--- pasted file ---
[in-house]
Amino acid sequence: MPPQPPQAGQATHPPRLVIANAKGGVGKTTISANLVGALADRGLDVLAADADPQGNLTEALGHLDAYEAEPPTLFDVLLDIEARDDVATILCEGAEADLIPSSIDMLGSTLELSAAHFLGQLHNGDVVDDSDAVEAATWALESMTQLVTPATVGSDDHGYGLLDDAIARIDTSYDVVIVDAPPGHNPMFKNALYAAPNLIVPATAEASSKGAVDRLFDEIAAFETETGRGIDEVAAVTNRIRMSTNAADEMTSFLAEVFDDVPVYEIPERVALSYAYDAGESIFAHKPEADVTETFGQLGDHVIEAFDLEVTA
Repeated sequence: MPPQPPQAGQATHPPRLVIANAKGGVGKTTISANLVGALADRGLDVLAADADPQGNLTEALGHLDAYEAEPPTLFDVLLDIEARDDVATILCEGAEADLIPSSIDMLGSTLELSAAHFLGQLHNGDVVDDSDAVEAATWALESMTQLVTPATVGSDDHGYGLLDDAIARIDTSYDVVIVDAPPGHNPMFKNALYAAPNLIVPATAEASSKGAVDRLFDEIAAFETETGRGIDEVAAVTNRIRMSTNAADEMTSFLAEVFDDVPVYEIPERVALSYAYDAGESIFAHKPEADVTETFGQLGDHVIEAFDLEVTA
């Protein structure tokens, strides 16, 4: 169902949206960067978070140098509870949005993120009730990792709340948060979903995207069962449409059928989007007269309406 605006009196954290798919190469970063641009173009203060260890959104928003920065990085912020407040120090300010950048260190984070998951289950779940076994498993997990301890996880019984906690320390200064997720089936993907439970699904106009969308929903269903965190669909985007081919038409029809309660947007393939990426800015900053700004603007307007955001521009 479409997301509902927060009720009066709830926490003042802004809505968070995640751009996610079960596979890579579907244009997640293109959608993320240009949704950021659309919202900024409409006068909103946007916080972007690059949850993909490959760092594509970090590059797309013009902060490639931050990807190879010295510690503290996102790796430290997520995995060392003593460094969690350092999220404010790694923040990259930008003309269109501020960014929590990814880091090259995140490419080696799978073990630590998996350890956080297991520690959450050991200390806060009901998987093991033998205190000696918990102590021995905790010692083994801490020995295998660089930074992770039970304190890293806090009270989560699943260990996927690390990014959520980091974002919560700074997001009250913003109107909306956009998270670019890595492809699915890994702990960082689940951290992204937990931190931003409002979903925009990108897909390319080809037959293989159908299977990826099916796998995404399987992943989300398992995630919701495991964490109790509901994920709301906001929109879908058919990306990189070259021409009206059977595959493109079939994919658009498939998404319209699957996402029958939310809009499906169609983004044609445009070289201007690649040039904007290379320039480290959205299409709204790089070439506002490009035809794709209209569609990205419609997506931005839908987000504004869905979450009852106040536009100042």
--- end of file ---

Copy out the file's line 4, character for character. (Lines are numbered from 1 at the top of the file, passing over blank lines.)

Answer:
């Protein structure tokens, strides 16, 4: 169902949206960067978070140098509870949005993120009730990792709340948060979903995207069962449409059928989007007269309406 605006009196954290798919190469970063641009173009203060260890959104928003920065990085912020407040120090300010950048260190984070998951289950779940076994498993997990301890996880019984906690320390200064997720089936993907439970699904106009969308929903269903965190669909985007081919038409029809309660947007393939990426800015900053700004603007307007955001521009 479409997301509902927060009720009066709830926490003042802004809505968070995640751009996610079960596979890579579907244009997640293109959608993320240009949704950021659309919202900024409409006068909103946007916080972007690059949850993909490959760092594509970090590059797309013009902060490639931050990807190879010295510690503290996102790796430290997520995995060392003593460094969690350092999220404010790694923040990259930008003309269109501020960014929590990814880091090259995140490419080696799978073990630590998996350890956080297991520690959450050991200390806060009901998987093991033998205190000696918990102590021995905790010692083994801490020995295998660089930074992770039970304190890293806090009270989560699943260990996927690390990014959520980091974002919560700074997001009250913003109107909306956009998270670019890595492809699915890994702990960082689940951290992204937990931190931003409002979903925009990108897909390319080809037959293989159908299977990826099916796998995404399987992943989300398992995630919701495991964490109790509901994920709301906001929109879908058919990306990189070259021409009206059977595959493109079939994919658009498939998404319209699957996402029958939310809009499906169609983004044609445009070289201007690649040039904007290379320039480290959205299409709204790089070439506002490009035809794709209209569609990205419609997506931005839908987000504004869905979450009852106040536009100042």